Here is an old post of mine on a similar question:
1859 Mortal sin requires full knowledge and complete consent. It presupposes knowledge of the sinful character of the act, of its opposition to God’s law. It also implies a consent sufficiently deliberate to be a personal choice. Feigned ignorance and hardness of heart133 do not diminish, but rather increase, the voluntary character of a sin.
1860 Unintentional ignorance can diminish or even remove the imputability of a grave offense. But no one is deemed to be ignorant of the principles of the moral law, which are written in the conscience of every man. The promptings of feelings and passions can also diminish the voluntary and free character of the offense, as can external pressures or pathological disorders. Sin committed through malice, by deliberate choice of evil, is the gravest.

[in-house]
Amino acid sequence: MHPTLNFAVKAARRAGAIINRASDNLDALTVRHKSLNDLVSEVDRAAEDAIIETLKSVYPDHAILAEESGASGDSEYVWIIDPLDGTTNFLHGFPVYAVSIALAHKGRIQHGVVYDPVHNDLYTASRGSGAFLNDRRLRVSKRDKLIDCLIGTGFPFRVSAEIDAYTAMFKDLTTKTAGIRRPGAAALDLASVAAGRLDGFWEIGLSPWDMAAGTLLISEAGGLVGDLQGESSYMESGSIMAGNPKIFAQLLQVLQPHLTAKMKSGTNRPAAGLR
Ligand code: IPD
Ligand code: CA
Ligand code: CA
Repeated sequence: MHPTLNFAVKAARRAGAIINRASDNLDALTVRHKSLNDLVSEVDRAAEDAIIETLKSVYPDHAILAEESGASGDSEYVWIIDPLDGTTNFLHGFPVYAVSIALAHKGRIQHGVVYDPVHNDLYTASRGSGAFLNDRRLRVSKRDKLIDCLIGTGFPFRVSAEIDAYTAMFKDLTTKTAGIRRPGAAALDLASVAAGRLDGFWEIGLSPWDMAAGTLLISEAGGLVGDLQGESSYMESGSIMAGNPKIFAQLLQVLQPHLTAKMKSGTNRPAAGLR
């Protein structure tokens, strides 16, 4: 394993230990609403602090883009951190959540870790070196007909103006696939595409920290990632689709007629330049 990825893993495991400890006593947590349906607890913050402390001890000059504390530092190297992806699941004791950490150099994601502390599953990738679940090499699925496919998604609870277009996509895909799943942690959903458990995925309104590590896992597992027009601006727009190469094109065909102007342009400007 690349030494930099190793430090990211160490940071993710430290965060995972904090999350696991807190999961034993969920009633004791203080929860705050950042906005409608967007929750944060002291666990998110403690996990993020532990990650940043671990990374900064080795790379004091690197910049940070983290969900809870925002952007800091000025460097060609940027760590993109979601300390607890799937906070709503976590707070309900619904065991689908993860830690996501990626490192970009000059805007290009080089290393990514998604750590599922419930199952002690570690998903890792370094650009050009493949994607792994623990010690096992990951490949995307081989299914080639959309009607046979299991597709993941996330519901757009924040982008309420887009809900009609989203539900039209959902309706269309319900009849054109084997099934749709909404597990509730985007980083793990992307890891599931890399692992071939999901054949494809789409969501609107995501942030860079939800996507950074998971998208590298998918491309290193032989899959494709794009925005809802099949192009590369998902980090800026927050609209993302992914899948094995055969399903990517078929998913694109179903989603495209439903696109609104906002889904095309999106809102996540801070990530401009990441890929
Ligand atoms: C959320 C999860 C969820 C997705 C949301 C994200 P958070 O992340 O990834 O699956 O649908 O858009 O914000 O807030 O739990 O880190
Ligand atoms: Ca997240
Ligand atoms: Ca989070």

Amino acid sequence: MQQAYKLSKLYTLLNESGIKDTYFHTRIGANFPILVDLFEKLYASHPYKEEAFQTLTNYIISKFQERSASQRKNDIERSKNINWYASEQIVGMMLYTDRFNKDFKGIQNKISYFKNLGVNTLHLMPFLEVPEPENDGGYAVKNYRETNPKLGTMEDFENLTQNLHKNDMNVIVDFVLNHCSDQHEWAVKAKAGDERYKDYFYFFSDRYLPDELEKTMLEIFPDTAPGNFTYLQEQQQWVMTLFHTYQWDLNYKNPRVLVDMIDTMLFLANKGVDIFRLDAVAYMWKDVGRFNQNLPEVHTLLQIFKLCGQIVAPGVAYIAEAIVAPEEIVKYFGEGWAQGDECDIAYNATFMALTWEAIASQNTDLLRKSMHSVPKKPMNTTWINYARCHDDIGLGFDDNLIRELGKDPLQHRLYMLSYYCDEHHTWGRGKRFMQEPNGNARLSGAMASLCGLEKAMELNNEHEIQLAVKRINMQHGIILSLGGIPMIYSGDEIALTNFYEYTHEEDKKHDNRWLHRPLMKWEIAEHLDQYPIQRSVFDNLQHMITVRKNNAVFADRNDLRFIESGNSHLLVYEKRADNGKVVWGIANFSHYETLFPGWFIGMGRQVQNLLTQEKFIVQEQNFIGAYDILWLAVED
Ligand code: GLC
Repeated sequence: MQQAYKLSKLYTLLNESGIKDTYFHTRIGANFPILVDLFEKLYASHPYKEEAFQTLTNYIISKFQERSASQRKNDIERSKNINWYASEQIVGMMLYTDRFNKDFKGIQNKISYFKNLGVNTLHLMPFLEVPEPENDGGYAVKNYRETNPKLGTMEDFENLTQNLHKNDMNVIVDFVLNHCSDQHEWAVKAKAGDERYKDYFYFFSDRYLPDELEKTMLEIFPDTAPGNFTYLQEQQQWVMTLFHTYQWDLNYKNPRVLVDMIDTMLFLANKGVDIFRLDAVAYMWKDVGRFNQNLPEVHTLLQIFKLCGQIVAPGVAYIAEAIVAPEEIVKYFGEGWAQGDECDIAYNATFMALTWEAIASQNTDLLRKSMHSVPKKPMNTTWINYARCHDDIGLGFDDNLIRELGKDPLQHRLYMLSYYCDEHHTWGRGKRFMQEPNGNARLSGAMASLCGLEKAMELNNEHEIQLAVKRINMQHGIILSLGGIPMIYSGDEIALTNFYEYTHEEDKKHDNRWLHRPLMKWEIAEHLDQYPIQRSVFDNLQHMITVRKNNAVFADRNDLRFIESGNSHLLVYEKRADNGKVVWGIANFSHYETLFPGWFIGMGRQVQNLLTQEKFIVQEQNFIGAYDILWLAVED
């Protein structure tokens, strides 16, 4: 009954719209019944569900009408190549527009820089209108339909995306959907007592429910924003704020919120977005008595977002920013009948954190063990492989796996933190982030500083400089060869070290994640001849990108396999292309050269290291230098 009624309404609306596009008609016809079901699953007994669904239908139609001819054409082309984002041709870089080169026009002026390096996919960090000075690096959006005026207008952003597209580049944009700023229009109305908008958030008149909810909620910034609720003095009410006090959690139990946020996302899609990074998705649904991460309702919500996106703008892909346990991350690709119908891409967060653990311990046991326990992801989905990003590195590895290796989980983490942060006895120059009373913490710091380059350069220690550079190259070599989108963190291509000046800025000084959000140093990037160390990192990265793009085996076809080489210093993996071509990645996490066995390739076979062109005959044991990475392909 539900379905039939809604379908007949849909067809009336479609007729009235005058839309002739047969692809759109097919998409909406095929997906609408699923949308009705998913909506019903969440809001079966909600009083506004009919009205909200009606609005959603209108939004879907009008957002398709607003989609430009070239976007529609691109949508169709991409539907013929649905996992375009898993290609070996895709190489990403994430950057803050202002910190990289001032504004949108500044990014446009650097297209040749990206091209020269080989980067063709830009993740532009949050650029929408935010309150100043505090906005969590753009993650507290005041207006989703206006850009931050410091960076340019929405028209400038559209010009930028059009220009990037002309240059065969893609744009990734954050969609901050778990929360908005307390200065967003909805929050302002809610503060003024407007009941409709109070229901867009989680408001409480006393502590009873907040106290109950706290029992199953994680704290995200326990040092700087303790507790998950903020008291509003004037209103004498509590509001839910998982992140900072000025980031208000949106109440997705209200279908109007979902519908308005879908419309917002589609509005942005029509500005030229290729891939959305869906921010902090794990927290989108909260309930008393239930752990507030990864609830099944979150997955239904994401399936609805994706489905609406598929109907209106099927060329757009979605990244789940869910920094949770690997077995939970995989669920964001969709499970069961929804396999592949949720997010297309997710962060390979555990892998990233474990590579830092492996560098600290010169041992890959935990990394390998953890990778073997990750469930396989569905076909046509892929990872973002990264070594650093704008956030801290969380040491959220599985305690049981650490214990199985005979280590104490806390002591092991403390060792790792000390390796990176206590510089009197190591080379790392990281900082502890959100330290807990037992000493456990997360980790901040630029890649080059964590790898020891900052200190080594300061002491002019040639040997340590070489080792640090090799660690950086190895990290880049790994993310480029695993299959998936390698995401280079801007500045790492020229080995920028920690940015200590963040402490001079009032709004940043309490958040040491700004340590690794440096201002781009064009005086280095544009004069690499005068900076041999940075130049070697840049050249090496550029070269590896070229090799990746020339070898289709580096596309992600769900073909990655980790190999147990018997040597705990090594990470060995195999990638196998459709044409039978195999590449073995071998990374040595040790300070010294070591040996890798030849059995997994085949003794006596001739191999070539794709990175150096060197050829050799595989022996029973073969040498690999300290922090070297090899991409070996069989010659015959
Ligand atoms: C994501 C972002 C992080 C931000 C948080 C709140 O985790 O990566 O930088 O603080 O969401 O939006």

Note that it says knowledge of the sinful character of the act…not that the Church has taught it, but just that you know it is wrong. And then in the next section that “no one is deemed to be ignorant of the principles of the moral law”, showing that we don’t need the Church to teach us basic moral pricniples, they are inherent and everyone knows the basis rights and wrongs. So you have sins like murder, adultery, theft, etc that essentially every society in human history has condemned and every person knows in their own conscience to be wrong.